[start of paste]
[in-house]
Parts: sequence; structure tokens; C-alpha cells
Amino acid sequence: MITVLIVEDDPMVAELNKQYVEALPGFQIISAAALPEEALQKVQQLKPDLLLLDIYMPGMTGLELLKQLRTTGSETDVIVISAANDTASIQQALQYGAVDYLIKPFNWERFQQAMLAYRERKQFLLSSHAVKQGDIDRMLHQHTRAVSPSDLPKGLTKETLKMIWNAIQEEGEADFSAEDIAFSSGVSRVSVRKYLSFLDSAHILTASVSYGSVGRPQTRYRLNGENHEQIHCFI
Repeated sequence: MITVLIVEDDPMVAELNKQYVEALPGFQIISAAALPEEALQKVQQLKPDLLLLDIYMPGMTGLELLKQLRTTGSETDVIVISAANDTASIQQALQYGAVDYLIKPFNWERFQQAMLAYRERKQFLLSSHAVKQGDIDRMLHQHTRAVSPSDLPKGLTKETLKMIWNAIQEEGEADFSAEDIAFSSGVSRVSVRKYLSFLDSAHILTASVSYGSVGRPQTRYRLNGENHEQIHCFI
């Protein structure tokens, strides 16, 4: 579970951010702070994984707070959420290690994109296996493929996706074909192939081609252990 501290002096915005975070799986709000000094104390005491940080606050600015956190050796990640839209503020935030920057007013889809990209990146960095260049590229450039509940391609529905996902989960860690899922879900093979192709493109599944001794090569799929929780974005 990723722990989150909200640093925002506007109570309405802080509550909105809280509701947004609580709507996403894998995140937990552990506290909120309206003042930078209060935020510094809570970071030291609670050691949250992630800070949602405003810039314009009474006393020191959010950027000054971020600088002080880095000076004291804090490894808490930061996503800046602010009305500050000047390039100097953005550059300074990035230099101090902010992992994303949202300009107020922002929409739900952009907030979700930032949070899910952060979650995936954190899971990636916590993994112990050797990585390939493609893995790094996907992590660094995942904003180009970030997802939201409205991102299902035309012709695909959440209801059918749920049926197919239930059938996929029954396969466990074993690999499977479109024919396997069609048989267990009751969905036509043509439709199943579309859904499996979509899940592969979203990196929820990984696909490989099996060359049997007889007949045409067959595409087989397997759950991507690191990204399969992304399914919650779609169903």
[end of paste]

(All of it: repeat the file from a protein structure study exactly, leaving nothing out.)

[in-house]
Parts: sequence; structure tokens; C-alpha cells
Amino acid sequence: MITVLIVEDDPMVAELNKQYVEALPGFQIISAAALPEEALQKVQQLKPDLLLLDIYMPGMTGLELLKQLRTTGSETDVIVISAANDTASIQQALQYGAVDYLIKPFNWERFQQAMLAYRERKQFLLSSHAVKQGDIDRMLHQHTRAVSPSDLPKGLTKETLKMIWNAIQEEGEADFSAEDIAFSSGVSRVSVRKYLSFLDSAHILTASVSYGSVGRPQTRYRLNGENHEQIHCFI
Repeated sequence: MITVLIVEDDPMVAELNKQYVEALPGFQIISAAALPEEALQKVQQLKPDLLLLDIYMPGMTGLELLKQLRTTGSETDVIVISAANDTASIQQALQYGAVDYLIKPFNWERFQQAMLAYRERKQFLLSSHAVKQGDIDRMLHQHTRAVSPSDLPKGLTKETLKMIWNAIQEEGEADFSAEDIAFSSGVSRVSVRKYLSFLDSAHILTASVSYGSVGRPQTRYRLNGENHEQIHCFI
């Protein structure tokens, strides 16, 4: 579970951010702070994984707070959420290690994109296996493929996706074909192939081609252990 501290002096915005975070799986709000000094104390005491940080606050600015956190050796990640839209503020935030920057007013889809990209990146960095260049590229450039509940391609529905996902989960860690899922879900093979192709493109599944001794090569799929929780974005 990723722990989150909200640093925002506007109570309405802080509550909105809280509701947004609580709507996403894998995140937990552990506290909120309206003042930078209060935020510094809570970071030291609670050691949250992630800070949602405003810039314009009474006393020191959010950027000054971020600088002080880095000076004291804090490894808490930061996503800046602010009305500050000047390039100097953005550059300074990035230099101090902010992992994303949202300009107020922002929409739900952009907030979700930032949070899910952060979650995936954190899971990636916590993994112990050797990585390939493609893995790094996907992590660094995942904003180009970030997802939201409205991102299902035309012709695909959440209801059918749920049926197919239930059938996929029954396969466990074993690999499977479109024919396997069609048989267990009751969905036509043509439709199943579309859904499996979509899940592969979203990196929820990984696909490989099996060359049997007889007949045409067959595409087989397997759950991507690191990204399969992304399914919650779609169903």